From Pronoun Reversals to Correct Pronoun Usage A Case Study of a Normally Developing Child Reports
Reports  |   November 01, 1983
From Pronoun Reversals to Correct Pronoun Usage
 
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Article Information
Reports   |   November 01, 1983
From Pronoun Reversals to Correct Pronoun Usage
Journal of Speech and Hearing Disorders, November 1983, Vol. 48, 394-402. doi:10.1044/jshd.4804.394
History: Received May 3, 1982 , Accepted July 16, 1983
 
Journal of Speech and Hearing Disorders, November 1983, Vol. 48, 394-402. doi:10.1044/jshd.4804.394
History: Received May 3, 1982; Accepted July 16, 1983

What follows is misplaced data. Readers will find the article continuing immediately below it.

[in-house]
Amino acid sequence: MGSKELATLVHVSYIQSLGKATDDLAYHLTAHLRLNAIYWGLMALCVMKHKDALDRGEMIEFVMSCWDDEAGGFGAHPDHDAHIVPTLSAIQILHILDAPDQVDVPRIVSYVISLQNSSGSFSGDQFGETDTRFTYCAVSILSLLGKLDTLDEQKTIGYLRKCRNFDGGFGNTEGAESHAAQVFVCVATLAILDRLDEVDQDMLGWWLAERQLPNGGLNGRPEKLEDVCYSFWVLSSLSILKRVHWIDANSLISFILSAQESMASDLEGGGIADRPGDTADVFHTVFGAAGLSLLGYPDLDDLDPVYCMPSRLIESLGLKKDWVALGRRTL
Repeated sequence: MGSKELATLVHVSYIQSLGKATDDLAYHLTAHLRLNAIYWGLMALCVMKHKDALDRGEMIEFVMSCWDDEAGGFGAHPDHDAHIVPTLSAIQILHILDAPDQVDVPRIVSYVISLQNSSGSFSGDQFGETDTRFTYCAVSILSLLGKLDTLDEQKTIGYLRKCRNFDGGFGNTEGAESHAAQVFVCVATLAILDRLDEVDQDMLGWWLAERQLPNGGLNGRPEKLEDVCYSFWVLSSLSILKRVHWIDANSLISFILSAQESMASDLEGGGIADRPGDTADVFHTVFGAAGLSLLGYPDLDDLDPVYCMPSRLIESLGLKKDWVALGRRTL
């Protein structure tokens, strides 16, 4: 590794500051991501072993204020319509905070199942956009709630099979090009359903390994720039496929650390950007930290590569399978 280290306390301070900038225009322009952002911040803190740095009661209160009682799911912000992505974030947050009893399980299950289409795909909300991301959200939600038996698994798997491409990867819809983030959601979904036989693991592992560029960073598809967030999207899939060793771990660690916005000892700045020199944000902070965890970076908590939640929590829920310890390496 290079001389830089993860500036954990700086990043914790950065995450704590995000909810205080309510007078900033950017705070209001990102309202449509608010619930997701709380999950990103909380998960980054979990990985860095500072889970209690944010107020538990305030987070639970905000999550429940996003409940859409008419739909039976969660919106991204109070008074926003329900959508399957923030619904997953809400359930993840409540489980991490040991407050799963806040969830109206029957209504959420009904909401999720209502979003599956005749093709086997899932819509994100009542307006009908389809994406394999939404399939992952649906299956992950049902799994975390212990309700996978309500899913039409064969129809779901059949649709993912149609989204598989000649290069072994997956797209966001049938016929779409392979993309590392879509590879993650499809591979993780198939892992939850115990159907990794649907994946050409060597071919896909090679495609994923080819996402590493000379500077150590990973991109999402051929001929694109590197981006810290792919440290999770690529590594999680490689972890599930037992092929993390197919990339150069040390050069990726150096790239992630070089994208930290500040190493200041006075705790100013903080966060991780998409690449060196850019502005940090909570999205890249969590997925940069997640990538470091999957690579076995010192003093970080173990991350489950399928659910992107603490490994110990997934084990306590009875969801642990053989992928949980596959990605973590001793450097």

Personal pronoun confusion ("I/me" for "you" and "you" for "me/I") was studied longitudinally in the language of a highly imitative preschool child with normally developing language. The proportion of pronoun confusion was compared with proportion of imitative utterances and with level of linguistic complexity. Over a 5-month period, pronoun confusion decreased as imitation decreased and linguistic complexity increased. The developmental changes that occurred were qualitative as well as quantitative. Several categories of pronoun confusion were observed. These were similar to pronoun confusions reported in older language-disordered children. Pronoun confusion was related to (a) a tendency to imitate utterances of others, (b) early production of "you" as a productive linguistic form, and (c) a tendency to use a pronoun rather than a noun for self-reference. Clinical implications are presented.

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